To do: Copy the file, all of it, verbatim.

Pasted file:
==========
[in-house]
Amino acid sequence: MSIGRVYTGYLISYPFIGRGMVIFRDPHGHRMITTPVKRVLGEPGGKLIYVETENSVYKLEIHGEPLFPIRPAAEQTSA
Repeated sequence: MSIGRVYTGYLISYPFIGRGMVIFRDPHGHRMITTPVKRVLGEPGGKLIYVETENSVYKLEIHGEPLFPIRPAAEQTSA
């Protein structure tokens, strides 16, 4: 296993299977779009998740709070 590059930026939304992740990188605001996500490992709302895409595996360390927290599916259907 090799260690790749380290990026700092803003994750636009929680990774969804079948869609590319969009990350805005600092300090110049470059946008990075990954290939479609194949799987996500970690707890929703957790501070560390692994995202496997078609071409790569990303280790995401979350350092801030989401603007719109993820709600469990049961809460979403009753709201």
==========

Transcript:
[in-house]
Amino acid sequence: MSIGRVYTGYLISYPFIGRGMVIFRDPHGHRMITTPVKRVLGEPGGKLIYVETENSVYKLEIHGEPLFPIRPAAEQTSA
Repeated sequence: MSIGRVYTGYLISYPFIGRGMVIFRDPHGHRMITTPVKRVLGEPGGKLIYVETENSVYKLEIHGEPLFPIRPAAEQTSA
């Protein structure tokens, strides 16, 4: 296993299977779009998740709070 590059930026939304992740990188605001996500490992709302895409595996360390927290599916259907 090799260690790749380290990026700092803003994750636009929680990774969804079948869609590319969009990350805005600092300090110049470059946008990075990954290939479609194949799987996500970690707890929703957790501070560390692994995202496997078609071409790569990303280790995401979350350092801030989401603007719109993820709600469990049961809460979403009753709201």